The Distributors cannot sell the AdvoCare product for a profit for many reasons. Products just as good, if not better, are widely available for cheaper on Amazon, eBay, and at GNC. The protein powder, amino acids, supposedly nutritional shakes, and other products AdvoCare sells have the same principal ingredients as cheaper alternatives widely available. In addition, AdvoCare prohibits Distributors from selling goods on e-commerce platforms and in almost all brick-and-mortar businesses, so there is no realistic way for Distributors to sell the overpriced products. Moreover, because the Distributors get stuck with AdvoCare product they cannot sell for a profit, some Distributors ignore AdvoCare’s prohibition on e-commerce sales and sell the products on the internet for the wholesale price or less, further frustrating other Distributors’ efforts at selling for a profit.
Other than the theoretical possibility of selling AdvoCare products for a profit to retail customers, all of AdvoCare’s business incentives depend on recruiting—just like a classic pyramid scheme pays based on recruiting. The primary financial incentives in AdvoCare’s compensation plan are bonuses based on purchases made by junior Distributors. And without recruiting, there are no junior Distributors. Thus, AdvoCare’s compensation system strongly encourages recruiting, and it provides very little reward for retail sales.
Moreover, AdvoCare’s system strongly encourages Distributors to buy more and more product, regardless of whether they need it for retail sales or would otherwise buy it for personal use. Distributors must achieve certain levels of purchases by themselves or in conjunction with junior Distributors to maintain their eligibility for each type of bonus from AdvoCare. This pressure to maintain their statuses incentivizes the Distributors to purchase product they do not need. Indeed, AdvoCare specifically designed its system to incentivize Distributors to purchase product they do not need.
AdvoCare claims to have over 600,000 Distributors, but the vast majority of AdvoCare’s Distributors lose money. According to AdvoCare’s 2015 Income Disclosure Statement, AdvoCare paid 71.5% of its Distributors $0 in 2015. It paid 93% of its Distributors $500 or less. These are gross income numbers that do not account for the money the Distributors paid AdvoCare in fees and product purchases. On information and belief, at least 95% of AdvoCare’s Distributors pay AdvoCare more money than AdvoCare pays them.
The only people who make money from the AdvoCare pyramid scheme are the very few at the top of the pyramid. These few—including Defendants McDaniel, Donnelly, Thurber, Bewley, Funk, and DeBerry (collectively, the “Individual Defendants”)—have gotten rich from defrauding the 90+% of Distributors who lose money. The Individual Defendants promote the pyramid scheme. Moreover, they, like AdvoCare, misrepresent the financial rewards available to Distributors and falsely argue that AdvoCare is a legitimate, legal enterprise. Plaintiffs seek to hold them liable as some of the principal promoters and profiteers from the illegal scheme.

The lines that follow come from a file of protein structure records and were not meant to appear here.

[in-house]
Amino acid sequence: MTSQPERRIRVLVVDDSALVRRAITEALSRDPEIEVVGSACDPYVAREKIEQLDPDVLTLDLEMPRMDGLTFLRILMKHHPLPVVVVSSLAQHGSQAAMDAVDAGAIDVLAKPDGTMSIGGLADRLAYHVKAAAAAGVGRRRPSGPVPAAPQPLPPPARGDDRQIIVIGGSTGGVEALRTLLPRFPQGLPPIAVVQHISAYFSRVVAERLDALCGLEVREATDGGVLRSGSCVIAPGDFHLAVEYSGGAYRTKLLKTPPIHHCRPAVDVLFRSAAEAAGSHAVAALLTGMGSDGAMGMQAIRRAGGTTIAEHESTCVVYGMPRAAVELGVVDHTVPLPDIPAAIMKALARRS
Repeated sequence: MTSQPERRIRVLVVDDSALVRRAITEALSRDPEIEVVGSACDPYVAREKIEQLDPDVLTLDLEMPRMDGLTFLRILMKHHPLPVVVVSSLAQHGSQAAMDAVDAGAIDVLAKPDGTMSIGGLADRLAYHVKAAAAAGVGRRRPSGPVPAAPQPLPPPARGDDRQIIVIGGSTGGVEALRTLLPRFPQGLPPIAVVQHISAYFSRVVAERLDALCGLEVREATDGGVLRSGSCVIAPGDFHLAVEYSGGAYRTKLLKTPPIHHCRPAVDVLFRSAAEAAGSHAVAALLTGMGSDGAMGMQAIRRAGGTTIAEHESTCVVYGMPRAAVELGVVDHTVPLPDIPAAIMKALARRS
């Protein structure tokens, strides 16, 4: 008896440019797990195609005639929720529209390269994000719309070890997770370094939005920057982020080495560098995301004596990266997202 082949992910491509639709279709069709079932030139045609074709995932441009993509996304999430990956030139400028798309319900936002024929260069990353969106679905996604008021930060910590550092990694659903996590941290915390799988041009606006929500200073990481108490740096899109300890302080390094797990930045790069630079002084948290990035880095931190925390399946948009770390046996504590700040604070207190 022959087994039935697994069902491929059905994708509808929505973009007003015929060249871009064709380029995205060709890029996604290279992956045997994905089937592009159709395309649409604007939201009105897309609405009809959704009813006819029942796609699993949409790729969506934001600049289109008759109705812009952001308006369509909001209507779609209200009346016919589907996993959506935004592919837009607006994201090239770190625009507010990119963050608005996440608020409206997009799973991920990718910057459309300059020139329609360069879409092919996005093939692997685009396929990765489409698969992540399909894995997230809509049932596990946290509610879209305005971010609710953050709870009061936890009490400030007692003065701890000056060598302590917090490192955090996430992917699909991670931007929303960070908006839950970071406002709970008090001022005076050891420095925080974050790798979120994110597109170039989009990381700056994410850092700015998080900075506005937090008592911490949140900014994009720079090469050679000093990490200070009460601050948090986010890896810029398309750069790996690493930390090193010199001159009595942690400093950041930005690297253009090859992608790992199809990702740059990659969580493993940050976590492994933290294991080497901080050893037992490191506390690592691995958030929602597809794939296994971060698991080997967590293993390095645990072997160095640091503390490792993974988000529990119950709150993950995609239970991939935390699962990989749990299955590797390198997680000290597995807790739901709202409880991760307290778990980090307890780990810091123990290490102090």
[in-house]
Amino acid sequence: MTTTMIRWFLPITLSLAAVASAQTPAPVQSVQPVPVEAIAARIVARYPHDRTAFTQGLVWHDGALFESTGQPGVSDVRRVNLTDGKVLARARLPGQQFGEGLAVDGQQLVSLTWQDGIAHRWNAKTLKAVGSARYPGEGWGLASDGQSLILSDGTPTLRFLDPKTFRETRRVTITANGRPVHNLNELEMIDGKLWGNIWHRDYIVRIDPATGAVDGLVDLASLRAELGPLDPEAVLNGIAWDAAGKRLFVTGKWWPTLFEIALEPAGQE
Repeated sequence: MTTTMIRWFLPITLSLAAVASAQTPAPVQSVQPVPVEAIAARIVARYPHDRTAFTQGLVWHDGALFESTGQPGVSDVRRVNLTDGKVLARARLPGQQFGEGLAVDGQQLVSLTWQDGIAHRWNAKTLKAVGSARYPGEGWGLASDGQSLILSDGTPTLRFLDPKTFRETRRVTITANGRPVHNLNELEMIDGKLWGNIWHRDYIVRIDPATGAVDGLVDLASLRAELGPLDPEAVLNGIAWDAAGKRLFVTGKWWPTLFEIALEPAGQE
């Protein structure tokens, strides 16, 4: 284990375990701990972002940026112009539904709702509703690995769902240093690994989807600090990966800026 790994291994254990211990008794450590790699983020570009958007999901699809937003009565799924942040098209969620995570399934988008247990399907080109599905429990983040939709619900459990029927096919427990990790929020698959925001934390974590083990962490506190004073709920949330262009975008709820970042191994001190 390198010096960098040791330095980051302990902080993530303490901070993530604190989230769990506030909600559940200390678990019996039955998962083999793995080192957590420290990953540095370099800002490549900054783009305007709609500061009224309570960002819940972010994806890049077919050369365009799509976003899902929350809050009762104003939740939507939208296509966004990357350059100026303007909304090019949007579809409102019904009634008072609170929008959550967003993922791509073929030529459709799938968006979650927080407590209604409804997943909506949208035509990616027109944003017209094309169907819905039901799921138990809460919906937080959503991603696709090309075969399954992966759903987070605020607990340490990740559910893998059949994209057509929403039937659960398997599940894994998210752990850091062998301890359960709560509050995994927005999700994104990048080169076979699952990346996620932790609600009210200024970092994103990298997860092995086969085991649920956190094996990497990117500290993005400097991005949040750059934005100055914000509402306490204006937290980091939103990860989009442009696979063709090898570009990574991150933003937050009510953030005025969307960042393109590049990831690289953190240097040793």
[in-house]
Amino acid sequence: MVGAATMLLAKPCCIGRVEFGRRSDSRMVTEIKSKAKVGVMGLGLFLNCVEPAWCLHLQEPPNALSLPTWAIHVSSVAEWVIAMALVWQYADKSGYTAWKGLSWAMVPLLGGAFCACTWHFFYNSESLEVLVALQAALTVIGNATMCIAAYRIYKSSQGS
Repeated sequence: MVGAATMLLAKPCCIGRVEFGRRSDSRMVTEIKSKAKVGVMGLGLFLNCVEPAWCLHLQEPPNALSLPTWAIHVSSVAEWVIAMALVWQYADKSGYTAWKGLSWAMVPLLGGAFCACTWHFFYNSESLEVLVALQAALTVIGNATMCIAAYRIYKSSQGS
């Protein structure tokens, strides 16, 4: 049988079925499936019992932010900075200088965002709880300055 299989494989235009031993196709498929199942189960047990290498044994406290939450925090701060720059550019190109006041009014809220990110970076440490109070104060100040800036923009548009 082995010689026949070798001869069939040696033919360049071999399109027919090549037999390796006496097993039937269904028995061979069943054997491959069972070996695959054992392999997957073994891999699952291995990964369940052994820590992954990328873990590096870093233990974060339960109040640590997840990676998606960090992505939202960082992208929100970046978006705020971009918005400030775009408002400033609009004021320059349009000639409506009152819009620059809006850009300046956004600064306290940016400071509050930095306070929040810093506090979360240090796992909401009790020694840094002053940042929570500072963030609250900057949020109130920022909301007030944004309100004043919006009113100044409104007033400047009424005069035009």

Perhaps most damning is the fact that AdvoCare and the Individual Defendants do not prey on those who seek a get-rich-quick or idle investment scheme. Rather, they market the scheme to good people willing to work hard to make better lives for themselves and their families. They prey on people in tight financial circumstances looking for some extra income. They tell their victims that, with enough hard work, they can help themselves financially by growing their AdvoCare business. They tell unsuccessful Distributors (and the overwhelming majority are unsuccessful) that their lack of success is due to their not working hard enough at growing their AdvoCare business (i.e., recruiting more Distributors). AdvoCare thus uses its victims’ good natures to encourage them to join and stay in the scheme.
AdvoCare and the Individual Defendants have formed a fraudulent, criminal enterprise with the purpose and effect of defrauding hundreds of thousands of Distributors. On their own behalves and on behalf of a class of similarly injured Distributors, Plaintiffs seek to hold Defendants financially liable for the operation and promotion of a pyramid scheme.
– Source Ranieri et al vs Advocare International LP et al
If you have lost money selling AdvoCare products or have interest in acting as a lead plaintiff, please go to the class action website: www.advocare-lawsuit.com.
AdvoCare Scam Conclusion
In my opinion, AdvoCare is another recruiting scam. They charge you an upfront free and then try to get you to make a large $2100 product purchase. You have to recruit people to receive the top bonuses they offer. Less than 70% of distributors receive a commission check from AdvoCare. 96% of those that do get a check make less than $5000 per year. This does not include expenses. People from all walks of life are making little or no money with AdvoCare, enjoying time taking supplements that are not necessary for the vast majority of people, and making a difference by getting others to make the same choices. I would avoid the AdvoCare business opportunity.
Additional opinions of AdvoCare:
Is AdvoCare a Scam? – Lazy Man And Money